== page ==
Saturday, January 06, 2007

Making Movies for the Faithful

A curious pedigree for the newly released movie "Thr3e", a thriller about serial killers and theology. The movie is the newest production from Fox Faith, a Christian-themed distribution arm of 20th Century Fox. I mean talk about niche marketing. Is there an evangelical audience yearning for movies of murder and mayhem with religious overtones?

The reviews are pretty harsh for this movie. And perhaps it's best to say that given it's title, it's about half as good as the other number-titled serial killer movie with religious overtones - "Seven".

As for Fox Faith - with the tagline "Movies you can believe in" - it seems a really cynical marketing ploy. But so far, returns and promotions of their films are pretty thin. And for studio execs, I have some much needed info for you -- by their very nature, the majority of thrillers and horror tales usually have the structure of a morality play already.

And good luck getting the web site for Fox Faith to load. The fact is, there has been a surge of sorts in what's called "Christian Retailing." The phrase seems oddly contradictory to me.

Some background and details about what's really the focus here -- profits and not prophets:

The Weinstein Co. recently struck a deal with Impact Productions, a Christian company, to finance, coproduce and distribute its films. FoxFaith, a new division of 20 th Century Fox that caters to the faithbased market, will release at least six religion-themed films this year, said Steve Feldstein, senior vice president of corporate and marketing communications for Fox Home Entertainment.

Good News Holdings, a Christian multimedia company, acquired film rights to Anne Rice’s best-selling novel Christ the Lord: Out of Egypt for a tentative December release. The company, which plans to make the film on an estimated budget of $40 million, is also developing a series of Christian-themed horror movies, according to its Web site.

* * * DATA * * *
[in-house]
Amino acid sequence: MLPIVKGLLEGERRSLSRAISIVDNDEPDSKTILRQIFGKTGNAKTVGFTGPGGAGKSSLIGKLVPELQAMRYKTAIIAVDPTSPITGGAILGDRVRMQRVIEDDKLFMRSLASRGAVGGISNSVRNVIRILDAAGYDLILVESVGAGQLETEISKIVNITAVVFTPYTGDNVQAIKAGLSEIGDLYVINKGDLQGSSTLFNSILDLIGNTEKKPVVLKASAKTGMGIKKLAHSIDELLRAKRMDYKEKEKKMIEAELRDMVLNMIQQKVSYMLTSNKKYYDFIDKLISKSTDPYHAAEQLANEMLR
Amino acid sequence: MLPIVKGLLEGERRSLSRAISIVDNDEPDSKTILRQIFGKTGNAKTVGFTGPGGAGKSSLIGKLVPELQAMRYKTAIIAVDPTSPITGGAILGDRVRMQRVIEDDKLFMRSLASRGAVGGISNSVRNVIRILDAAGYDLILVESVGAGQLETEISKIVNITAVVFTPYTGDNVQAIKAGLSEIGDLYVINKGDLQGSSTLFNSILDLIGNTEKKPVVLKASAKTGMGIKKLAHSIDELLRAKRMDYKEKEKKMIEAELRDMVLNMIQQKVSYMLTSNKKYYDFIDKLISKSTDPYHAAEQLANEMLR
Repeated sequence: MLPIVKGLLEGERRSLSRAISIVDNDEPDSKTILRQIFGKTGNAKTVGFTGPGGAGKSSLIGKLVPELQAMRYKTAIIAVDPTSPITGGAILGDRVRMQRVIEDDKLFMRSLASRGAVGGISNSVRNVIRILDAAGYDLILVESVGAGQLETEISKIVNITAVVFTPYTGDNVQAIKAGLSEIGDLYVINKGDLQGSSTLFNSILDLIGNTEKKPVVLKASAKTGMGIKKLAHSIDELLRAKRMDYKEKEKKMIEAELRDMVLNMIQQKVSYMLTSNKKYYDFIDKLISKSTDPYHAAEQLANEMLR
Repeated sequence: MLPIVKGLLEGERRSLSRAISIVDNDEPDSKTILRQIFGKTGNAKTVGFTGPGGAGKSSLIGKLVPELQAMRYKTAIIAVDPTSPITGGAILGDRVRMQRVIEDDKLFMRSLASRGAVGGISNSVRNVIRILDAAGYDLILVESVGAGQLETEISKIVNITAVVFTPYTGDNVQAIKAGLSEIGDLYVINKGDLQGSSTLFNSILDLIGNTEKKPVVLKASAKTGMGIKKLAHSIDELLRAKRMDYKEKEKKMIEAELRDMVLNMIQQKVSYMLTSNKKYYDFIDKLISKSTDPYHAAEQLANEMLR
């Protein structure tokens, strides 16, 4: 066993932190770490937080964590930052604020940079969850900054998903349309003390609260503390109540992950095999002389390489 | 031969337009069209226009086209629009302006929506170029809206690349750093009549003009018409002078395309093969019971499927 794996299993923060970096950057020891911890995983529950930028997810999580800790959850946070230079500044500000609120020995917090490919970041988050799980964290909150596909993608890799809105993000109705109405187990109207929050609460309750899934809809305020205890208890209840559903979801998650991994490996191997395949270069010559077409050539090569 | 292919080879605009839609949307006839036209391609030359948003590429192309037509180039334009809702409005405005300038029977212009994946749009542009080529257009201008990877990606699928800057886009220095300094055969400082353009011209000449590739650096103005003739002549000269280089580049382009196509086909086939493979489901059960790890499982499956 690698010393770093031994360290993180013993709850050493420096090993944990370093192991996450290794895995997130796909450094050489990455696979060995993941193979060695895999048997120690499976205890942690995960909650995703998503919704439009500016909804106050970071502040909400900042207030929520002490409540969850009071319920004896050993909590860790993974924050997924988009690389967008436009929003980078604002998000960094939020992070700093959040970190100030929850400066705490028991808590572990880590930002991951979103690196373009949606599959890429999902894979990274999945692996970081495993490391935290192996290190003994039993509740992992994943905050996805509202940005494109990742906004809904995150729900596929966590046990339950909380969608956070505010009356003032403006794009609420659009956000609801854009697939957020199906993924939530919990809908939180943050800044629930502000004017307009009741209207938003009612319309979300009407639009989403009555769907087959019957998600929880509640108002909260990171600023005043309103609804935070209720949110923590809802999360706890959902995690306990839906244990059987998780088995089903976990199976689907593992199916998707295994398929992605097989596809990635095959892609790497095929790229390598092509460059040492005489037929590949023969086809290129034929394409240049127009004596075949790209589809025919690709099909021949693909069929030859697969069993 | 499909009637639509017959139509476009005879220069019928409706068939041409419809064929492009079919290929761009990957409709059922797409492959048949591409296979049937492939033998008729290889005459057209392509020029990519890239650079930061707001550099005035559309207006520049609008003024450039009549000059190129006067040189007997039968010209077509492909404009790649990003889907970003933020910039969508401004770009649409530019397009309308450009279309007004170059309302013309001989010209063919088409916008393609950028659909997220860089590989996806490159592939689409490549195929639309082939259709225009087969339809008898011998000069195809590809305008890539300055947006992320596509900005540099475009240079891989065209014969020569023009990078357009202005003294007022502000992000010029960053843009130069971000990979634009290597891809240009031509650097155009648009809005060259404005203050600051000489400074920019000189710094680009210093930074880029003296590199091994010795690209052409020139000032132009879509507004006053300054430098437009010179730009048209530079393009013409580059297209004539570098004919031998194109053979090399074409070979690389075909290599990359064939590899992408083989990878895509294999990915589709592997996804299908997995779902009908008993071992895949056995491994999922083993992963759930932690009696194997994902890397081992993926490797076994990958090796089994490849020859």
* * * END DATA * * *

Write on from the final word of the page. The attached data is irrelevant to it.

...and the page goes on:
"There’s a huge untapped marketplace out there that is interested in films that reflect their values," Feldstein said.

To promote its religious titles, Fox has strung together a network of 90,000 churches, ministries and Christian groups nationwide, Feldstein said.

He added that the company isn’t looking to spread Christian values. Rather, it hopes to gain access to an underserved and lucrative niche market.

According to CBA, an evangelical Christian trade group, the Christian market is a $4.2 billion industry."

Last weekend I happened to see an old 1950s entry called "Red Planet Mars," where it turns out that God is broadcasting messages from Mars to Earth. The very sincere and talky movie also has a subplot involving Communists trying to overwhelm the Mars to Earth Message Pipeline. Strange as it sounds, the movie, I had to admit, was fascinating to watch. And the ending was curiously violent, to say the least. It certainly is a layered story about a search for intelligent signs in the Universe, but I thought you didn't need a high-tech radio set-up to talk to God.